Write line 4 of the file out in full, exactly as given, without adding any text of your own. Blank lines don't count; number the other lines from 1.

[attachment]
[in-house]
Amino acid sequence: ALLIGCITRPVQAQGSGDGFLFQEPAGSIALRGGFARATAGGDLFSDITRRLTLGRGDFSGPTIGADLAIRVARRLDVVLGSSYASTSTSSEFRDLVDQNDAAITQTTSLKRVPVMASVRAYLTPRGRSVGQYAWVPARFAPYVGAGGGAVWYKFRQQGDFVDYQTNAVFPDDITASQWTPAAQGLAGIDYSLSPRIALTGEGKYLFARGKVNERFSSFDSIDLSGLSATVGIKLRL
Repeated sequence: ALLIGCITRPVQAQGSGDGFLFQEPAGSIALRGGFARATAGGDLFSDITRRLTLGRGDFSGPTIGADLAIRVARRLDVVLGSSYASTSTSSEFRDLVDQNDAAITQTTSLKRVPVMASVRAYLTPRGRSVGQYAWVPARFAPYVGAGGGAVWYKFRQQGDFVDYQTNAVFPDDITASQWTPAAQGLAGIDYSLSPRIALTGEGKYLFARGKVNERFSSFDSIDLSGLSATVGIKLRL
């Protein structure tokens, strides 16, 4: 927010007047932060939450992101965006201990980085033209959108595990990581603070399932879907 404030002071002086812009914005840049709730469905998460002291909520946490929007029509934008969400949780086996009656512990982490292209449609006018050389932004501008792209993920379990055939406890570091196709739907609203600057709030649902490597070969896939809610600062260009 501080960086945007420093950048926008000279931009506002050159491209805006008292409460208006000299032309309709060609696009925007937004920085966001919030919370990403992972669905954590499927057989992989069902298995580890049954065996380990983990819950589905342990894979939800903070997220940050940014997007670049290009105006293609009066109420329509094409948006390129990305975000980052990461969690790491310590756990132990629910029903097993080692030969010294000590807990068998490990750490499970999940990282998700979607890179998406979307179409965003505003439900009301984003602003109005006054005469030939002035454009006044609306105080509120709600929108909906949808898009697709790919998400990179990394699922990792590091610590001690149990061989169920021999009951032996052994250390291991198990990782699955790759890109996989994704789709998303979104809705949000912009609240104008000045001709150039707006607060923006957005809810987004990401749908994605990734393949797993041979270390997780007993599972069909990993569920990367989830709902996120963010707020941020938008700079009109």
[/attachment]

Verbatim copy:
């Protein structure tokens, strides 16, 4: 927010007047932060939450992101965006201990980085033209959108595990990581603070399932879907 404030002071002086812009914005840049709730469905998460002291909520946490929007029509934008969400949780086996009656512990982490292209449609006018050389932004501008792209993920379990055939406890570091196709739907609203600057709030649902490597070969896939809610600062260009 501080960086945007420093950048926008000279931009506002050159491209805006008292409460208006000299032309309709060609696009925007937004920085966001919030919370990403992972669905954590499927057989992989069902298995580890049954065996380990983990819950589905342990894979939800903070997220940050940014997007670049290009105006293609009066109420329509094409948006390129990305975000980052990461969690790491310590756990132990629910029903097993080692030969010294000590807990068998490990750490499970999940990282998700979607890179998406979307179409965003505003439900009301984003602003109005006054005469030939002035454009006044609306105080509120709600929108909906949808898009697709790919998400990179990394699922990792590091610590001690149990061989169920021999009951032996052994250390291991198990990782699955790759890109996989994704789709998303979104809705949000912009609240104008000045001709150039707006607060923006957005809810987004990401749908994605990734393949797993041979270390997780007993599972069909990993569920990367989830709902996120963010707020941020938008700079009109």